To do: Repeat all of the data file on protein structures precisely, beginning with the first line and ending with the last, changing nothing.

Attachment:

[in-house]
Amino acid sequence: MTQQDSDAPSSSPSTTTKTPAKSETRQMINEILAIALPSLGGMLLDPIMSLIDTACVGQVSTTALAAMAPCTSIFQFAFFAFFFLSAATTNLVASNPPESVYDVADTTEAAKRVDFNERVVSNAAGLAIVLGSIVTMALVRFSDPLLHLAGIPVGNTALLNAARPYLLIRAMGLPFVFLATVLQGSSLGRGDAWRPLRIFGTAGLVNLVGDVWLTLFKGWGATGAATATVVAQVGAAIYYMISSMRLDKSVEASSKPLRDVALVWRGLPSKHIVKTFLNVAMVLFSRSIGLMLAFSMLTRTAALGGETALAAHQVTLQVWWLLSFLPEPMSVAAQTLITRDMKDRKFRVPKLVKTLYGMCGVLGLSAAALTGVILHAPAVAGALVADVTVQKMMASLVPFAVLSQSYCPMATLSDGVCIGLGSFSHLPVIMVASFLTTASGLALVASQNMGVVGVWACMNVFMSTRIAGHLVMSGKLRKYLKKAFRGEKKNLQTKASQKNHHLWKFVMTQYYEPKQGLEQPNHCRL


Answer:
[in-house]
Amino acid sequence: MTQQDSDAPSSSPSTTTKTPAKSETRQMINEILAIALPSLGGMLLDPIMSLIDTACVGQVSTTALAAMAPCTSIFQFAFFAFFFLSAATTNLVASNPPESVYDVADTTEAAKRVDFNERVVSNAAGLAIVLGSIVTMALVRFSDPLLHLAGIPVGNTALLNAARPYLLIRAMGLPFVFLATVLQGSSLGRGDAWRPLRIFGTAGLVNLVGDVWLTLFKGWGATGAATATVVAQVGAAIYYMISSMRLDKSVEASSKPLRDVALVWRGLPSKHIVKTFLNVAMVLFSRSIGLMLAFSMLTRTAALGGETALAAHQVTLQVWWLLSFLPEPMSVAAQTLITRDMKDRKFRVPKLVKTLYGMCGVLGLSAAALTGVILHAPAVAGALVADVTVQKMMASLVPFAVLSQSYCPMATLSDGVCIGLGSFSHLPVIMVASFLTTASGLALVASQNMGVVGVWACMNVFMSTRIAGHLVMSGKLRKYLKKAFRGEKKNLQTKASQKNHHLWKFVMTQYYEPKQGLEQPNHCRL